Hermann Goetz

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Hermann Goetz
Hermann goetz.jpg
Born(1840-12-07)7 December 1840
Died(1876-12-03)3 December 1876
Hottingen, Switzerland
Occupations
  • Composer
  • Organist
  • Music teacher

Hermann Gustav Goetz (7 December 1840 – 3 December 1876) was a German composer who spent much of his career in Switzerland. He is best known for his 1872 opera Der Widerspänstigen Zähmung, based on Shakespeare's The Taming of the Shrew.

Life[edit]

Goetz was born in Königsberg, East Prussia. The son of a salesman, he came into contact with music early in his life. However, he did not receive his first serious piano lesson until 1857 – although he already had begun to compose some years before. At the end of the 1850s, he began to study for a degree in mathematics, but broke this off after three terms to study at the Stern Conservatory in Berlin, where he studied piano and composition with Hans von Bülow. In 1862, he graduated from the conservatory. He then moved to Switzerland in 1863. The following year, Goetz was appointed as city organist of Winterthur in Switzerland (thanks to the assistance of Carl Reinecke), where he taught the piano and began to make his name as a composer. In 1868, he married, and two years later moved to the village of Hottingen, today a suburb of Zürich, but remained employed in Winterthur until 1872. Between 1870 and 1874, he wrote reviews for a music magazine.

After ten years spent as a critic, pianist and conductor, he spent the last three years of his life composing. Due to the increasing seriousness of his tuberculosis, from which he had suffered from the 1850s, Goetz had to withdraw from teaching and concert performance.

The conductor Felix Weingartner found it "incomprehensible that his delightful opera comique, Der Widerspänstigen Zähmung, should have entirely disappeared from the repertoire."[1] Another great admirer of Goetz's compositions was George Bernard Shaw, who praised Goetz's Symphony in F above anything in the genre by Mendelssohn, Schumann, and Brahms.[2]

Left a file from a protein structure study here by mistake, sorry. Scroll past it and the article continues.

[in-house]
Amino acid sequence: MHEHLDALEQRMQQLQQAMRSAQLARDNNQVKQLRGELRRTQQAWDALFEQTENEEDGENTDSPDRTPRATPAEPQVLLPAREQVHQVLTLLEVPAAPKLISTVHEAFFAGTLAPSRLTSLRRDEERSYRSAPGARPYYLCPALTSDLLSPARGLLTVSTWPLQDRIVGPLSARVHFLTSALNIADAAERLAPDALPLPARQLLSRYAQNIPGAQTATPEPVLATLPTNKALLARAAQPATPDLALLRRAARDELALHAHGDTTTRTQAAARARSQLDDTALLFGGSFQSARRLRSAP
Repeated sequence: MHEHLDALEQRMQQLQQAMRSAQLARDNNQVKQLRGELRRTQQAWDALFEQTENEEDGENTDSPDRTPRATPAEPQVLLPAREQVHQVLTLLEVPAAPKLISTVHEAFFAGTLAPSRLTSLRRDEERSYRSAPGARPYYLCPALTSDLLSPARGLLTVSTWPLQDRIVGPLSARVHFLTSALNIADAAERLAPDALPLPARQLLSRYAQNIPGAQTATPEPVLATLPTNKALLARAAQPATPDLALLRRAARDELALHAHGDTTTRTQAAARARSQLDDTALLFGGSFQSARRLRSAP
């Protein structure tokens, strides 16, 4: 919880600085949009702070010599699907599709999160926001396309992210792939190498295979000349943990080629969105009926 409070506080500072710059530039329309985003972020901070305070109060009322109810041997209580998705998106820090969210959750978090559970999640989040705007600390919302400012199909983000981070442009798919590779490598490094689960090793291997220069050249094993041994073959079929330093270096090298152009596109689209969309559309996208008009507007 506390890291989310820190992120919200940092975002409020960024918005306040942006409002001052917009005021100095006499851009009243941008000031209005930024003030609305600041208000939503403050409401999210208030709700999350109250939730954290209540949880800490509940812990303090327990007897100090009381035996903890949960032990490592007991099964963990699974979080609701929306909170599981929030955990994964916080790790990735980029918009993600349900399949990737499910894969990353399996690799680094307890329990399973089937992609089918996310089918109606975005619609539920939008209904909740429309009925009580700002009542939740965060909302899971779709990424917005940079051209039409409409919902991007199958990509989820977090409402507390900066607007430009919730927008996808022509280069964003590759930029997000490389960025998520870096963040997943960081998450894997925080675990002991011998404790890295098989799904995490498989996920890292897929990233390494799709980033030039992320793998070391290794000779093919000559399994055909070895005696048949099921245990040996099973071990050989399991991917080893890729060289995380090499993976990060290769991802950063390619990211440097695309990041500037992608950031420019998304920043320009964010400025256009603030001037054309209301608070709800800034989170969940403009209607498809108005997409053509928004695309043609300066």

Goetz died aged 35, at Hottingen, of tuberculosis.

Style[edit]

Although Goetz showed active interest in the important artistic trends of his own time (on the one hand Liszt and Wagner, on the other Brahms), his own compositional style was more influenced by Mozart and Mendelssohn, and to a lesser degree by Schumann. Goetz's music is defined by lyricism and great clarity, and in general terms can be defined as quiet and introverted. Goetz almost completely avoided spectacular effects. Great mastery of compositional technique is characteristic of Goetz's style, which is particularly apparent in the connectedness of motifs and the technical depth of movements.

Goetz was no radical forger of new musical paths, but rather a composer in total control of his compositional technique. For a long time, he was almost forgotten, although Gustav Mahler performed a number of his works; only since the 1990s have his works been revived.

Works[edit]

Goetz's compositions include a symphony, two piano concertos, a violin concerto in one movement, much piano music, a piano trio, piano quartet, piano quintet, and sonata for piano four-hands (two players). There are also two operas, Der Widerspänstigen Zähmung (based on Shakespeare's The Taming of the Shrew) and, much less successful, the three-act opera Francesca von Rimini, to a libretto by the composer and Joseph Victor Wildmann, based on Dante's Inferno (premiered at Mannheim, 30 September 1877).[3][4]

Operas[edit]

Vocal works[edit]

  • Psalm 137 for soprano, choir and orchestra, Op. 14 (1864)
  • Nenie (a poem by Friedrich Schiller) for choir and orchestra, Op. 10 (1874)
  • songs
  • choral anthems

Orchestral works[edit]

  • Symphony in E minor (1866, only fragments survive)
  • Symphony in F major, Op. 9 (1873)
  • Spring Overture, Op. 15 (1864)
  • Piano Concerto No. 1 in E-flat major (1861)
  • Piano Concerto No. 2 in B-flat major, Op. 18 (1867)
  • sketches of a third piano concerto in D major
  • Violin Concerto in G major Op. 22 (1868)

Chamber music[edit]

  • Piano trio in G minor, Op. 1 (1863)
  • Three Light Pieces, for violin and piano (1863)
  • String Quartet in B-flat major (1865–66)
  • Piano Quartet in E major, Op. 6 (1867)
  • Piano Quintet in C minor, Op. 16 (1874)

Piano music[edit]

  • 2 Sonatinos (F major, E flat major), Op. 8 (1871)
  • Lose Blätter (Loose Sheets), Op. 7 (1864–69)
  • Genrebilder (Genre Paintings), Op. 13 (1870–76)
  • Four handed sonata for piano in D major (from 1855)
  • Four handed sonata for piano in G minor, Op. 17 (1865)

Discography[edit]

References[edit]

  1. ^ Felix Weingartner: The Symphony Writers Since Beethoven, 2nd ed., translated from German by Arthur Bles (London: William Reeves, 1963), pp. 68–69. Goetz is consistently identified as "Hermann Götz". (Similarly, Bruckner is referred to as "Anton Brückner".)
  2. ^ "Hermann Goetz – The Classical Music Guide Forums". www.classicalmusicguide.com.
  3. ^ Casaglia, Gherardo (2005). "Francesca von Rimini, 30 September 1877". L'Almanacco di Gherardo Casaglia (in Italian).
  4. ^ "Der widerspentigen Zähmung vn Goetz". www.operone.de. Archived from the original on 2011-06-15. Retrieved 2009-03-23.
  5. ^ "Hermann Goetz: Orchesterwerke (3 CDs)". www.jpc.de. Classic Produktion Osnabrück. Retrieved 9 March 2019.

Further reading[edit]

  • Eduard Kreuzhage, Hermann Goetz: Sein Leben und seine Werke, Leipzig 1916 (in German).

External links[edit]